Shocking cruelty and nastiness of this mess must be addressed
Rest assured, there is plenty more where the Ward episode came from
Football’s discrimination problem, which it shares with much of society, will not be wholly solved by diversity training or corporate sanctions for clubs. From fans all the way up to owners, individual accountability is the route to change.
The Lucy Ward case reveals shocking cruelty by the then regime at Leeds United. Even that sentence is problematic, because it suggests the whole of the club was infected by dinosaur thinking. In fact, an employment tribunal judgment pointed the finger at three men who contrived to remove Ward from her job: Massimo Cellino, the owner, former executive director Adam Pearson and ex-club secretary Stuart Hayton. None has been sanctioned by the Football Association, who instead concluded that the judgment had applied to Leeds, the institution, rather than the people who ran it.
There is a lot of nastiness in this story. A spurious case was built against Ward. The allegation that she was “absent without authority
[from Leeds]” when covering the 2015 Women’s World Cup was adjudged to be “a sham”.
Equally disgraceful is the joint dismissal of Ward and men’s team manager Neil Redfearn on the grounds that they “came as a pair,” as if Ward had no professional value of her own.
Football has seen the floodgates open over the past two years on discrimination, bullying and abuse. For decades it was a closed republic, trapped in its own world view. And rest assured, there is plenty more where the Lucy Ward episode came from. The game’s judicial system is overwhelmed, and sometimes looks for shortcuts, which is the impression one gains from looking at the Football Association’s handling of Ward.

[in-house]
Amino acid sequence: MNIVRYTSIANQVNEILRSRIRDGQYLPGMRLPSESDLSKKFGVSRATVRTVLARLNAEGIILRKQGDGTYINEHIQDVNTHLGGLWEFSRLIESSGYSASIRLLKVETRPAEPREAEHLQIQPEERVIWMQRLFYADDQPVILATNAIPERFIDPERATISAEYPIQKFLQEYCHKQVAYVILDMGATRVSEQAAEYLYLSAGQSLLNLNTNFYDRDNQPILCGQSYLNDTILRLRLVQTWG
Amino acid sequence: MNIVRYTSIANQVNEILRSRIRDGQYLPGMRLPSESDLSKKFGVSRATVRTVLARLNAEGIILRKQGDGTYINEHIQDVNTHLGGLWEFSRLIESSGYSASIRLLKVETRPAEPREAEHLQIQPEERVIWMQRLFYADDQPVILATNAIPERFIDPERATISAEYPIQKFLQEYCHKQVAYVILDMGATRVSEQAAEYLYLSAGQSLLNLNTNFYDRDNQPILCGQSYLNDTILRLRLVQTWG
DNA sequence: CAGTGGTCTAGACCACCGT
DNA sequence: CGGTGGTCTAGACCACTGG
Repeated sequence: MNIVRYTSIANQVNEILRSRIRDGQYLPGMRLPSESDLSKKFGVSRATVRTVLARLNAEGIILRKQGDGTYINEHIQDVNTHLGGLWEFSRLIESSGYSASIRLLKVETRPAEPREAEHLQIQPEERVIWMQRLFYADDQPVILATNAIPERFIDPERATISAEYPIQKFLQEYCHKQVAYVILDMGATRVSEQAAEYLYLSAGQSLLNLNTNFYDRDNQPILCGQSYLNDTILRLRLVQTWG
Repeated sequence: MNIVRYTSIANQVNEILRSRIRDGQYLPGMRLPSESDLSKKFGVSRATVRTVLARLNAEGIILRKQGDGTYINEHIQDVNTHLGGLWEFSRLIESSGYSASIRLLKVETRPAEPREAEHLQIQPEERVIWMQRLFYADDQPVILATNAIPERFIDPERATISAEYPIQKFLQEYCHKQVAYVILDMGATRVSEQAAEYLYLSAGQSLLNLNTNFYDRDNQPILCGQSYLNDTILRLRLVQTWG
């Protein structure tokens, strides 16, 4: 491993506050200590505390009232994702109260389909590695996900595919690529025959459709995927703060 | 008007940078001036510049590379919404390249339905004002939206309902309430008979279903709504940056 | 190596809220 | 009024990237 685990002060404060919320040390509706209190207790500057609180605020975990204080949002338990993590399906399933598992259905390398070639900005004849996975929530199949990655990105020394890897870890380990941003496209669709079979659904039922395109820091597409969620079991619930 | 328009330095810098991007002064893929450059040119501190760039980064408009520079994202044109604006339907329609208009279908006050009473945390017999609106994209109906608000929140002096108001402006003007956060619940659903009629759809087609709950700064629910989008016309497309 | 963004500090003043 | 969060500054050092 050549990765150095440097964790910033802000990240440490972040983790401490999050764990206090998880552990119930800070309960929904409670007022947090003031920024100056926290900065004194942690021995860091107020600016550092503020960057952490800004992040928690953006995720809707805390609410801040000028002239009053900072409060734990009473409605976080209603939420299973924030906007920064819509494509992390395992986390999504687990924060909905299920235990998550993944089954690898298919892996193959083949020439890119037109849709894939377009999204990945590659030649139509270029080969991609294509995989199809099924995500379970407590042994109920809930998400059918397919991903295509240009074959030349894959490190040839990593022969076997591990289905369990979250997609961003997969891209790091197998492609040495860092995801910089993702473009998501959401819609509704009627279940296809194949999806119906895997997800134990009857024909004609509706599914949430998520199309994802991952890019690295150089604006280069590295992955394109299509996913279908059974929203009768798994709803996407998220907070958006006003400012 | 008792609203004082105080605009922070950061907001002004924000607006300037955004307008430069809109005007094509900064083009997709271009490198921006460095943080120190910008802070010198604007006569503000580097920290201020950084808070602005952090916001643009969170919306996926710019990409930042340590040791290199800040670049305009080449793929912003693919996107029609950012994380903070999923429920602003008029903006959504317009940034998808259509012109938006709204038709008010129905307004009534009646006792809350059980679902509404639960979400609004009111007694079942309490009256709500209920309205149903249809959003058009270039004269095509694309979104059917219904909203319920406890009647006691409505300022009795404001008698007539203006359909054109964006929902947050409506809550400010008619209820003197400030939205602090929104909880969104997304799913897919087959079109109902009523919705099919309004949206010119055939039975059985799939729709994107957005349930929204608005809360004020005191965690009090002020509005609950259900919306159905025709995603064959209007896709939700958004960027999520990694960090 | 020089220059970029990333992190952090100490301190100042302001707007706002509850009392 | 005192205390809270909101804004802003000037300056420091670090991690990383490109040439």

First, she insists she was not interviewed when the details of the judgments against Cellino, Pearson and Hayton were heard. The FA has been accused of this before, in the Eni Aluko case, and needs a rule that says victims, and accusers, must always be spoken to. In Ward’s case, the FA made sure her £290,000 payment for unfair dismissal and sexual discrimination had been received, and told Leeds to conduct an equality and diversity training course, but stopped there, claiming the “threshold” for proceeding against Cellino, Pearson and Hayton “was not met”.
This is where the system falls down. Leeds merely took part in the EFL’S standard equality and diversity training, while the three perpetrators of Ward’s sacking moved on to fresh challenges, unpunished. Ward evidently feels that her argument prevailed but that justice then lost the will to proceed beyond a corporate judgment and a payout.
Her determination to pursue the case ought to show us that people who feel wronged in this way are not satisfied by neat solutions that allow individuals to escape a reckoning.
This fits a pattern in football. Culprits are hiding behind generalised reports on “cultures” and corporate responsibility. Warnings are issued. Training courses, which have value, but not in isolation, become a panacea. This allows people to bully and discriminate with impunity, knowing the club will take the rap.
The regime that treated Ward so nastily at Leeds has gone now. But the culture that allowed it is still prevalent in parts of football. Those who inflict it on people to whom they owe a duty of care need to be held to account individually. That alone will truly “retrain” them.
CHIEF SPORTS WRITER PAUL HAYWARD